Getting into a Good Law School

A comprehensive and strategically crafted curriculum vitae, outstanding academic accomplishments, impressive personal statement, and above-average LSAT score and GPA are the crucial factors in admission to top law schools. If you have all of these, together with strong personal qualities, leadership skills, and distinctive talents that are all reflected well in your application, you should have be a competitive applicant at some of the very best law schools.

Pursuing a law degree doesn’t stop at getting into a good law school.  It involves preparing yourself for the challenges ahead.  If you have questions, or need further assistance in improving your law school application, schedule a call with an InGenius Prep law school admissions expert.

This post was written by an admissions expert at InGenius Prep.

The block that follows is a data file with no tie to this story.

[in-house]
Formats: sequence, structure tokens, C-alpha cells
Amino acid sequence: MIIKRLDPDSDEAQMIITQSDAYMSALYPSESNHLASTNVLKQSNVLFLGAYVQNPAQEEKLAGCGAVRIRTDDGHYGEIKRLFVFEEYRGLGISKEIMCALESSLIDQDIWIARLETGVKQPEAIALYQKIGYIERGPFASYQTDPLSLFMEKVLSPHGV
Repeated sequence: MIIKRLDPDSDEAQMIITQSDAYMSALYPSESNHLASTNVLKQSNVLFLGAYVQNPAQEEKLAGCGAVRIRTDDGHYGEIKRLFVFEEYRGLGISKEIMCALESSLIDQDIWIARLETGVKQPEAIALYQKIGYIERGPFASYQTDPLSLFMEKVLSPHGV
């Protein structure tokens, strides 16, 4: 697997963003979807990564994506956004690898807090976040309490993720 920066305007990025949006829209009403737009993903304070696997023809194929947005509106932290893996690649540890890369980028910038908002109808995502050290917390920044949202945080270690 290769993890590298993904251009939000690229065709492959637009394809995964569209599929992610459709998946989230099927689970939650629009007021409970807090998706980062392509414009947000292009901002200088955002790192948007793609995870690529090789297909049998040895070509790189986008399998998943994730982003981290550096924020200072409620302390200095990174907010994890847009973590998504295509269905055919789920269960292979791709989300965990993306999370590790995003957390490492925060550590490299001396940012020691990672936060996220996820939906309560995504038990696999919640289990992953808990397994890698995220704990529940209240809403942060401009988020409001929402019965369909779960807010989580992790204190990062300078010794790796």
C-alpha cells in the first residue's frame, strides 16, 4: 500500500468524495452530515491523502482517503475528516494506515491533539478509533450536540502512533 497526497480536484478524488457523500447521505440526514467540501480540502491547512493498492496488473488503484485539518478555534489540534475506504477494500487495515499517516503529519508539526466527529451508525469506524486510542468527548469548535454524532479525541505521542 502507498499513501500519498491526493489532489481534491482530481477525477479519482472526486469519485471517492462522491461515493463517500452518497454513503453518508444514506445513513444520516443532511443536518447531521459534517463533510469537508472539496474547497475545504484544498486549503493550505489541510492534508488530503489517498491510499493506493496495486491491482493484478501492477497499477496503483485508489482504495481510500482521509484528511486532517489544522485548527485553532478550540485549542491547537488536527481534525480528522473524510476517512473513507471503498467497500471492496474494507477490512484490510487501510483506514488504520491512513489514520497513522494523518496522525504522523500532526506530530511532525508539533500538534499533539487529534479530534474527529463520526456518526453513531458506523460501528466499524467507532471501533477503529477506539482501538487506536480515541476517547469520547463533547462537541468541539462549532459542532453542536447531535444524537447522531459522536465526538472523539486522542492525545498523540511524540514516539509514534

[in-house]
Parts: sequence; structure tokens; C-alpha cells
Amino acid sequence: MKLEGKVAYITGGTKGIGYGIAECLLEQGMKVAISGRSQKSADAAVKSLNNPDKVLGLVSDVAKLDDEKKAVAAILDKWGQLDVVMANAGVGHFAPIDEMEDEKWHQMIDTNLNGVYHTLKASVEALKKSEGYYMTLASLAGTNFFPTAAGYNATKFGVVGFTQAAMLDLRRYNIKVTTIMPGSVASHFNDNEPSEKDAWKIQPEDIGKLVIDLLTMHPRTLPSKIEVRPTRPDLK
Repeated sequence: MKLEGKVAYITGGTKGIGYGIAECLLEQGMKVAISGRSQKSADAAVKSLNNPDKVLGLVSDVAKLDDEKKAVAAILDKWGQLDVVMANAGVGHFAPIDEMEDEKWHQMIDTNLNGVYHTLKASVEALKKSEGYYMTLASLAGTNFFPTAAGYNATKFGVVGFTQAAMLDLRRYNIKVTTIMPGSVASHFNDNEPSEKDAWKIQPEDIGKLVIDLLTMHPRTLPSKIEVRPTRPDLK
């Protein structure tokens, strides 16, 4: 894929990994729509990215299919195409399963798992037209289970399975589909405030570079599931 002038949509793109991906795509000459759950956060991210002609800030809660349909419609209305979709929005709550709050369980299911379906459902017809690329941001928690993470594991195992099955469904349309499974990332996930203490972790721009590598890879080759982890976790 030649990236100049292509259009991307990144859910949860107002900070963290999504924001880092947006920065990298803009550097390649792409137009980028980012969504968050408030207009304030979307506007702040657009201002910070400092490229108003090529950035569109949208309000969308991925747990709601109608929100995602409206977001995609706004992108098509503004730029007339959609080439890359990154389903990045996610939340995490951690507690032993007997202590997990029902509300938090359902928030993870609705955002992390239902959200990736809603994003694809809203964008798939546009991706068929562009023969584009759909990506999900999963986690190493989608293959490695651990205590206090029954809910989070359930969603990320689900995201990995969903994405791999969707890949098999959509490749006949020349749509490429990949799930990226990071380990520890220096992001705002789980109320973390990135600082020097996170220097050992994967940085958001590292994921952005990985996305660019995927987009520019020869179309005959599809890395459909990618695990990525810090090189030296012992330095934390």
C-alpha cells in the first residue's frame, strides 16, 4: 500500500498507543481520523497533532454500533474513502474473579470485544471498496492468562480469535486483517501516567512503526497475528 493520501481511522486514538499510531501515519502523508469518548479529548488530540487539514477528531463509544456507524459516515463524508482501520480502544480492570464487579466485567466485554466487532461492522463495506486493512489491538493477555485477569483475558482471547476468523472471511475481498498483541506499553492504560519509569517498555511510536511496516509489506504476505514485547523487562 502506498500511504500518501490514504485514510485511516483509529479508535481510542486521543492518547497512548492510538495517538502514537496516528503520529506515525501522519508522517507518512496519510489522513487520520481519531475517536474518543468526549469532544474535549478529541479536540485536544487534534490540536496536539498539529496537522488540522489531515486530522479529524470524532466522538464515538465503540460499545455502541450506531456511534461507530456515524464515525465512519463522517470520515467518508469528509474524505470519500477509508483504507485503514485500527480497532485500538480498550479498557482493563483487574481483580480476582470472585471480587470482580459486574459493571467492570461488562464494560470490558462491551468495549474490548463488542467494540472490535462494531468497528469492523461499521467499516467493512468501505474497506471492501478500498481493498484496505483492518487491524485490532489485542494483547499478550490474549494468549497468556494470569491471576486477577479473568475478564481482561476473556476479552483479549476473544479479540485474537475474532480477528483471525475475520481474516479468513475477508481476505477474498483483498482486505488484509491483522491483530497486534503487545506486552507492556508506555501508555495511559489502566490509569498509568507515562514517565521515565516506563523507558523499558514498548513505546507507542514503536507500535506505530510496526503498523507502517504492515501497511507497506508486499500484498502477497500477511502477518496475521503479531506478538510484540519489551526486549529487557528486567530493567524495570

16 OCT / 2014 0

What is the LSAT? – An Overview

Topics: Miscellaneous

As one LSAT administration ends and another approaches, the students who are often forgotten in the shuffle are those who are just experiencing the LSAT for the first time.  We have provided an introduction before on the LSAT and what it contains.  However, sometimes, LSAT beginners need a straightforward visual introduction to the exam.

In the video below, LSAT Freedom co-founder Rob Tauler provides a general introduction and overview of the LSAT.  He explains what “LSAT” stands for, how it factors into law schools’ admissions decisions, what the LSAT contains (including its different sections), how many questions, and the substantive components of the exam.

What is the LSAT?

 

14 OCT / 2014 0

The LSAT Rush

Topics: LSAT Prep, LSAT Tips

“A wise man can learn more from his enemies than a fool will from his friends.”  So says Daniel Brühl, who played Niki Lauda in Ron Howard’s Rush, which was released over a year ago but is now getting some play on HBO.  It’s that theme that runs throughout Rush, a story about two bitter Formula One rivals (Lauda and James Hunt, played by Thor‘s Chris Hemsworth) and their roller coaster battle for the 1976 Formula One title.  They mock each other.  Insult one another’s marriages.  Talk trash to each other after races.  Rat each other out.  In other words, great theater.LSAT Rush